Have you ever sat in the emergency room with a legitimate emergency only to be put behind what seemed like dozens of people ahead of you? Did some seem like their “emergency” wasn’t a real emergency? It isn’t your imagination. Actually, it’s happening all over the United States.
Many people go to the emergency room when it isn’t necessary. Why? While some just simply may not know if their issue is serious or not, many others are choosing the emergency room because they have inadequate or no insurance coverage. Unfortunately this is becoming a growing problem in the U.S – and a costly one at that.
Billions of dollars are spent each year for the care of uninsured people who visit the emergency room. Recently, a report from the California Institute for County Government at California State University, Sacramento indicated most emergency room abusers either lack insurance, are on Medicare or a state equivalent. The tab is then usually picked up by the state – one factor that contributed to California’s financial crisis. Additionally, Medicare or Medicaid (Medi-Cal in the State of California) will also pay for emergency room visits even if it is not an emergency. Some patients may even misrepresent their condition or the condition of their child in order to receive Medicaid/Medi-Cal benefits in the emergency room.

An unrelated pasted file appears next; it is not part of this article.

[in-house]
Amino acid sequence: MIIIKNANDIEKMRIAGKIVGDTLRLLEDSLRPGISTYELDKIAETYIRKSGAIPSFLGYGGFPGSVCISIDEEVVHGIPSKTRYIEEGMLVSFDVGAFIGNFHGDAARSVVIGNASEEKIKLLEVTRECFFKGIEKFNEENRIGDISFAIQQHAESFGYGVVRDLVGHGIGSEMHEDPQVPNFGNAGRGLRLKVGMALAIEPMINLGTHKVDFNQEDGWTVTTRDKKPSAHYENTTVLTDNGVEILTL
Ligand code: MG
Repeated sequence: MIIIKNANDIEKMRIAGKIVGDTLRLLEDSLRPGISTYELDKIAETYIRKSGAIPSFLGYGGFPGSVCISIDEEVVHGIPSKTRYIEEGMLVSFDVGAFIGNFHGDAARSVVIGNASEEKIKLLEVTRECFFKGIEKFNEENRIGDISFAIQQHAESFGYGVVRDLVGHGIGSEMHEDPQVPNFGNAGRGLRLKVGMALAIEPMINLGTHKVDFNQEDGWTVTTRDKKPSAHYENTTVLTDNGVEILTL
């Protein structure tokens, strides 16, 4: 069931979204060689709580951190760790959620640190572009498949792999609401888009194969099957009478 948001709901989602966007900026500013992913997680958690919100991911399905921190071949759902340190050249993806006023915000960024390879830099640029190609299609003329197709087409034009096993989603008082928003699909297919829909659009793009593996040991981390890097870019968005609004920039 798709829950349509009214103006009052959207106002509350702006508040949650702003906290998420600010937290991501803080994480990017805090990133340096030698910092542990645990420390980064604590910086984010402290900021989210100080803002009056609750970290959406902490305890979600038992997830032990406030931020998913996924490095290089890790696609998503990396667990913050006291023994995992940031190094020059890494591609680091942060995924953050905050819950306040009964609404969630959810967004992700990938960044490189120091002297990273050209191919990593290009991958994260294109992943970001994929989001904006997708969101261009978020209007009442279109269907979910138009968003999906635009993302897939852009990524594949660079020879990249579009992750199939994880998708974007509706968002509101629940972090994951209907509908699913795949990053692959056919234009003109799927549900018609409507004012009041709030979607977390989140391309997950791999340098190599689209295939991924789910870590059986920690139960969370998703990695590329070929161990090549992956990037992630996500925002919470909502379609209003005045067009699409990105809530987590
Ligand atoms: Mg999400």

Not only does this habit disrupt the normal operation of the emergency room and prevent people with legitimate emergencies from getting prompt care, it also disrupts finances. Treatment in the emergency room costs six times more than treatment in a doctor’s office.
Some states are now looking at programs to combat this growing problem. For example, Medicaid in the state of Washington is rapidly going broke. The state is faced with a $1.4 billion budget gap in the FY 2012-2013. As of April 1, 2012 the state has implemented new rules as it pertains to Medicaid coverage. Medicaid officials say the program will no longer pay for any medically unnecessary emergency-room visits, even when patients or parents have reason to believe they’re having an emergency. The new rules would block payment for emergency room visits for about 500 different conditions. It is unknown at this time if other states, including California, will be adopting a similar program.